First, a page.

• The request line: This specifies the action to be taken, the resource in question, and the version of HTTP in use. The most common request is GET, to retrieve a particular server resource. Other options include HEAD (same as GET but does not actually download the resource), POST (upload data for processing), PUT (uploads a resource), DELETE (deletes the specified resource), and TRACE (echoes back the request for diagnostic purposes). The resource in question is a file name and (possibly) a path to the file (if the file is in a subdirectory). The version of HTTP being used is identified using the syntax HTTP/<version> (e.g., “HTTP/1.1” for HTTP version 1.1).
  • Header(s): These MIME-like entries provide additional information to the origin server. All of them, except the Host header, are optional. Some example headers include:
    • Host: Identifies the host name of the origin server from which the request is being made. This header must be present in any HTTP 1.1 request, but the host name field may be blank.
    • Referrer: Provides the URL of the document containing the link to the requested file.
    • User agent: Identifies the type of browser being used (e.g., “Firefox/3.0.1” for Version 3.0.1 of the Firefox browser)
    • If-modified-since: This header includes a date and time field, and tells the server to download the requested file only if it has been modified since the supplied date and time. Most browsers maintain a cache on the local system and every downloaded Web document is saved for some period of time. If the file has not been modified since it was last saved, the server will so indicate and the client will load the page from local storage.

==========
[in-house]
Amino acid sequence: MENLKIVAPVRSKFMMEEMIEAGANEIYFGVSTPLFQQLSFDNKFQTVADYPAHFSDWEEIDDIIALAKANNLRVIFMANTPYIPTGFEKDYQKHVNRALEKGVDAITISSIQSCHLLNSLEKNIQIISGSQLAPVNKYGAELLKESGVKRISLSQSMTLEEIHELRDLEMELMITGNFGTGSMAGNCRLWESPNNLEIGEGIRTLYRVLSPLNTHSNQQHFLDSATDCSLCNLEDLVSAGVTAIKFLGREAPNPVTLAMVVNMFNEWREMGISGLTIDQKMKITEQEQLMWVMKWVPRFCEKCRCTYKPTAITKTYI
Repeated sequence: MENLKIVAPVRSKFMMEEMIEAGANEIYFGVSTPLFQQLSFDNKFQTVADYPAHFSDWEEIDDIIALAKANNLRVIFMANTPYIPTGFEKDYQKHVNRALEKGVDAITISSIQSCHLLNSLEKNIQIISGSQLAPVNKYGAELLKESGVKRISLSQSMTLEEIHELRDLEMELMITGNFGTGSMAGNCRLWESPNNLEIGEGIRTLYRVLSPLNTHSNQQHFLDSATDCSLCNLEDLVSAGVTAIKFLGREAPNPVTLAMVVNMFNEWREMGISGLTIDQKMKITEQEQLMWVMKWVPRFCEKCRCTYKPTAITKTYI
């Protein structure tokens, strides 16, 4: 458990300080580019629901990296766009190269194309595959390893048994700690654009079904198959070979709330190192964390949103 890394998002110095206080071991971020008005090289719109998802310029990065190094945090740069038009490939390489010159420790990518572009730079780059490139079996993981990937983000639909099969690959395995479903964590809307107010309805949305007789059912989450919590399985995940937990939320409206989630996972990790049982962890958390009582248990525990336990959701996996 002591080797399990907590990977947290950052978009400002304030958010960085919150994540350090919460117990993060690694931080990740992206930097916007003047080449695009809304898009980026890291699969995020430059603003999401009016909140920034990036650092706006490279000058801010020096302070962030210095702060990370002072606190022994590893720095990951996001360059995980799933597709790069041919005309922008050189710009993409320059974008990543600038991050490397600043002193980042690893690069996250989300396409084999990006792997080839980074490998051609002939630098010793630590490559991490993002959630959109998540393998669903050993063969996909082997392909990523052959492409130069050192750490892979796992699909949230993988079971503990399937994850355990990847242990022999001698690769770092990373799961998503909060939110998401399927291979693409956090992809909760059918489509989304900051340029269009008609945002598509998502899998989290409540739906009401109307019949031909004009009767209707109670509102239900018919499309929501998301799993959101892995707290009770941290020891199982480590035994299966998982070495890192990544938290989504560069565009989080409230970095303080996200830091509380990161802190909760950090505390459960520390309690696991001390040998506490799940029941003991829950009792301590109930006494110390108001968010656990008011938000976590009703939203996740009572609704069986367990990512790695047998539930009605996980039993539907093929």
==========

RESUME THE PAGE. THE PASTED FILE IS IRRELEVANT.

• A blank line: Each line ends with the carriage return and line feed ASCII characters. This line has only these two characters.
  • Message body: For most user agent requests, this field is blank. There are, however, user agent requests in which information is being sent to the origin server (e.g., PUT, POST, etc.). The information is carried in the message body.

Here is a sample Request message from a user agent to a web server:

GET / HTTP/1.1 <CRLF>
If-Modified-Since: Fri, 31 Dec 1999 23:59:59 GMT
Referrer: http://www.hill2dot0.com/wiki/index.php?title=Hypertext_Transfer_Protocol
Connection: Keep-Alive
User-Agent: Firefox/3.0.1
Host: www.hill.com
Accept: image/gif, image/x-xbitmap, image/jpeg, image/pjpeg, */*<CRLF>